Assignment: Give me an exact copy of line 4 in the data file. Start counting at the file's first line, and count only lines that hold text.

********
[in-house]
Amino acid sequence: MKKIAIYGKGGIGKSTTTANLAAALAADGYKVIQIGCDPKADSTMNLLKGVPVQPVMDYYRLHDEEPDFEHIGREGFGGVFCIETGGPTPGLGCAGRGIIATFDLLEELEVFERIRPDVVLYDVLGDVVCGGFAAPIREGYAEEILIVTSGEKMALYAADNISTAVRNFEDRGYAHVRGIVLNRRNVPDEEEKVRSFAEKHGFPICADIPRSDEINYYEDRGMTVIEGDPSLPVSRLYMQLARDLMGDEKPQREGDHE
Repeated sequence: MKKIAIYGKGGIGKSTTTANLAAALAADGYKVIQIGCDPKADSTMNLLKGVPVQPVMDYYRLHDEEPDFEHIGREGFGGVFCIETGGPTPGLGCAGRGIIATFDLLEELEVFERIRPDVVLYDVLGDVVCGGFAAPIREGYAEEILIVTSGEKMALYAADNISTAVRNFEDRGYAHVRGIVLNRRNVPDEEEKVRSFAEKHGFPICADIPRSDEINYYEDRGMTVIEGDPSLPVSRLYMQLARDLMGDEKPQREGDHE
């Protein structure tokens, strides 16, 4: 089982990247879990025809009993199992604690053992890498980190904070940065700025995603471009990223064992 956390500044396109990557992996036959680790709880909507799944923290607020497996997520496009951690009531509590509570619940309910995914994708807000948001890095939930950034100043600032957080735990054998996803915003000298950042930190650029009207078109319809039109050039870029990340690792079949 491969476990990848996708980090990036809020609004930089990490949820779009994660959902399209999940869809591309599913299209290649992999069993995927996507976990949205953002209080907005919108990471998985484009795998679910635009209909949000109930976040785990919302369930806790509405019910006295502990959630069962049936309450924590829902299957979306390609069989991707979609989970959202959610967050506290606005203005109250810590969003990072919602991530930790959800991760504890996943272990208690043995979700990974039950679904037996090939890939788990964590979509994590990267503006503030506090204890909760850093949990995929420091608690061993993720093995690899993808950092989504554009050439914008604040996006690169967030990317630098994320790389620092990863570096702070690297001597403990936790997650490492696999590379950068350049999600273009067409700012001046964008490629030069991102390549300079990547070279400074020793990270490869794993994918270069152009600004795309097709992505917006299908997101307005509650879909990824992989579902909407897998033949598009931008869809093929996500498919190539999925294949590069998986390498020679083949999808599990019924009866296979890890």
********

């Protein structure tokens, strides 16, 4: 089982990247879990025809009993199992604690053992890498980190904070940065700025995603471009990223064992 956390500044396109990557992996036959680790709880909507799944923290607020497996997520496009951690009531509590509570619940309910995914994708807000948001890095939930950034100043600032957080735990054998996803915003000298950042930190650029009207078109319809039109050039870029990340690792079949 491969476990990848996708980090990036809020609004930089990490949820779009994660959902399209999940869809591309599913299209290649992999069993995927996507976990949205953002209080907005919108990471998985484009795998679910635009209909949000109930976040785990919302369930806790509405019910006295502990959630069962049936309450924590829902299957979306390609069989991707979609989970959202959610967050506290606005203005109250810590969003990072919602991530930790959800991760504890996943272990208690043995979700990974039950679904037996090939890939788990964590979509994590990267503006503030506090204890909760850093949990995929420091608690061993993720093995690899993808950092989504554009050439914008604040996006690169967030990317630098994320790389620092990863570096702070690297001597403990936790997650490492696999590379950068350049999600273009067409700012001046964008490629030069991102390549300079990547070279400074020793990270490869794993994918270069152009600004795309097709992505917006299908997101307005509650879909990824992989579902909407897998033949598009931008869809093929996500498919190539999925294949590069998986390498020679083949999808599990019924009866296979890890």